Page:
James Cook's Mahiole and Feather Cloak
Mahiole and cloak j.cook


James Cook


Feather Hat and Cloak


Astral projection/specialized knowledge related to adventure


Loss of corporeal form/Location related illness/Debilitating sensitivity to touch



Collected by

Warehouse 12







Date of Collection

December 20, 1842



James Cook was an explorer, navigator and captain for the British Royal Navy. He became captain of the HMS Endeavour after impressing the Admiralty and Royal Society with his detailed surveying of the Saint Lawrence River when he was stationed at Quebec in the Seven Years War. Cook made three separate voyages exploring the Pacific, becoming the first European to discover many islands and have contact their inhabitants. He landed on Australia, New Zealand, Hawaii and a multitude of other islands, documenting their geography, bargaining with their peoples and collecting scientific samples.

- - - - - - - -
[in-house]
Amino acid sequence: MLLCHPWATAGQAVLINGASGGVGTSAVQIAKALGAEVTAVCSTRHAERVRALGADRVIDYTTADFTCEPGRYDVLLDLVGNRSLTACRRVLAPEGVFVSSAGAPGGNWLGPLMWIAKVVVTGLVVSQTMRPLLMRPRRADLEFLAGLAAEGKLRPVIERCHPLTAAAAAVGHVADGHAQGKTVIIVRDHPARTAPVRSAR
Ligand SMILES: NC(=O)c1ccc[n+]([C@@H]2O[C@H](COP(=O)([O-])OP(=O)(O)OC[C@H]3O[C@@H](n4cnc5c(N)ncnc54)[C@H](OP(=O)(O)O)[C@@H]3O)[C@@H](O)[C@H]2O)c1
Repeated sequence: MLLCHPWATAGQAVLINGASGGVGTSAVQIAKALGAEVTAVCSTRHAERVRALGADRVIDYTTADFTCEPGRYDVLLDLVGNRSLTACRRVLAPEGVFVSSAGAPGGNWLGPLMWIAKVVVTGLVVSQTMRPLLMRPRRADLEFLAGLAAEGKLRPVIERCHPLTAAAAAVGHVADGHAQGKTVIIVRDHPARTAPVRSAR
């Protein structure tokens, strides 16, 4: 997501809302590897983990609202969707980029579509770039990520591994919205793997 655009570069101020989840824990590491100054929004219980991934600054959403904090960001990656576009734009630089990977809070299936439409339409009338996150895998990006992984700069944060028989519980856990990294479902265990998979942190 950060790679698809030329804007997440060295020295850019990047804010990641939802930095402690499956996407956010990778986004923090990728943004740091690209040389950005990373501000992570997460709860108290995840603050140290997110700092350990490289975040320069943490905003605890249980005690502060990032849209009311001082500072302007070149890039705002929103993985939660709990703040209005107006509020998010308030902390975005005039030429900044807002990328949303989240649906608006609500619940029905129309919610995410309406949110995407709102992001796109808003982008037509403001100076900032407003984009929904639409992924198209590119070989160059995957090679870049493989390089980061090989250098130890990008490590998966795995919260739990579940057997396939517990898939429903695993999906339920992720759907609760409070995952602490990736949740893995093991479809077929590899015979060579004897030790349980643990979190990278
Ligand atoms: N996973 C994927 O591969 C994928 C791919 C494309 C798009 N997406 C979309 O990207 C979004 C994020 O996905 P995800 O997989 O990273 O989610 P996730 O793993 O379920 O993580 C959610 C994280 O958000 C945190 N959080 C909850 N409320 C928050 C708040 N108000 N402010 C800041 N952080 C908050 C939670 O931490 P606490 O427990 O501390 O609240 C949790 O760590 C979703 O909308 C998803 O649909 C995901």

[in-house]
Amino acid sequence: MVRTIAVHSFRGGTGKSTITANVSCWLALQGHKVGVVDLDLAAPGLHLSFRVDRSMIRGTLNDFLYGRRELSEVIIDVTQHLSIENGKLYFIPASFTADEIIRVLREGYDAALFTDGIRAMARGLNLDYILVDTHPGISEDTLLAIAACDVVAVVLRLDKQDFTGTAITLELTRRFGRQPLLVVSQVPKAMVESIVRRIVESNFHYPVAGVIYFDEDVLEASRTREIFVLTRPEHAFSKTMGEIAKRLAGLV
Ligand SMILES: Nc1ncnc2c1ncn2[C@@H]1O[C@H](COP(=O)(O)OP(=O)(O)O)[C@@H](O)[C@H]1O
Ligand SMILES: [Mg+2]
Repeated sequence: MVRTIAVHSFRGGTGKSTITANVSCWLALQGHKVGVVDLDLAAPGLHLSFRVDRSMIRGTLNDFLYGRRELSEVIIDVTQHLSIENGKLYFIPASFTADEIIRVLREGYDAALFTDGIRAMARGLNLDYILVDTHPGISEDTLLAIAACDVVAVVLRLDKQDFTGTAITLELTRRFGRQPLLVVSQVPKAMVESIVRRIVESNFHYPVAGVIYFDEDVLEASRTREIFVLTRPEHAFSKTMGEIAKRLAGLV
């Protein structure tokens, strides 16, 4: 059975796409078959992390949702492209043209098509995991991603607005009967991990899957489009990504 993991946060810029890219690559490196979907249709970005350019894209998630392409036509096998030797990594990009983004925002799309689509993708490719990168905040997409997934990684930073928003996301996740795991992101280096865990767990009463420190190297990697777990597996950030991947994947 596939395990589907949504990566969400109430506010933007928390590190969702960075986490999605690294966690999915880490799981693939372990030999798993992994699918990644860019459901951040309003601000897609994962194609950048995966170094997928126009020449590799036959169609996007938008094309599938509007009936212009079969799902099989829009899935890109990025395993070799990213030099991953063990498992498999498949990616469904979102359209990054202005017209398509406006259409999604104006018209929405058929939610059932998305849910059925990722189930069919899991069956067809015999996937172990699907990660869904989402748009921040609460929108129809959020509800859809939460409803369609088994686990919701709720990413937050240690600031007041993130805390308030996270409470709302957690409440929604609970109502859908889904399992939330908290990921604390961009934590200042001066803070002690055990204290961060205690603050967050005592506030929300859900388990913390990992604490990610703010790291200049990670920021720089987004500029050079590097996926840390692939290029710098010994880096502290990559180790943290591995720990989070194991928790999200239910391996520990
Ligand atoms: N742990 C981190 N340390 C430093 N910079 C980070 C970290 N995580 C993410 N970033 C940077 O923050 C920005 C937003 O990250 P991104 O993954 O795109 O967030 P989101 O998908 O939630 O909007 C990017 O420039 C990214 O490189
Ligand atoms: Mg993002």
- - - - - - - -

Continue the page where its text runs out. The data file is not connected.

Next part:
On Cook’s final voyage, he returned to the Hawaiian Islands after an exploration of the Pacific Northwest. Coincidentally, his appearance occurred at the same time of a major harvest festival, leading the natives to believe he was an incarnation of the god Lono. Cook demanded that his ship be repaired, but the Hawaiians instead stole his launch boat. Enraged by the discourteous treatment, Cook attempted to kidnap King Kalaniʻōpuʻu. However, his intentions were quickly suspected and the villagers killed Cook. This traditional feather woven hat and cloak were given to Cook by the Hawaiians as a gift during his first meeting with them.


Absorbed the legacy of his extensive exploration and the senselessness of his demise. Wearing the helmet allows the user project their consciousness to somewhere remote or uninhabited, allowing them to remotely scout the area. Traveling too far will result in the user being unable to relocate their body and leave them a spectral nomad devoid of physical form.

The cloak gives the user working knowledge of navigation, surveying, medicine and trade but makes them unable to physically stay in one place for too long without falling violently ill. Wearing both neutralizes the downsides but makes the user arrogant until others will attempt to harm them. They will also be physically weaker and soft blows will become painful, sometimes life-threatening.

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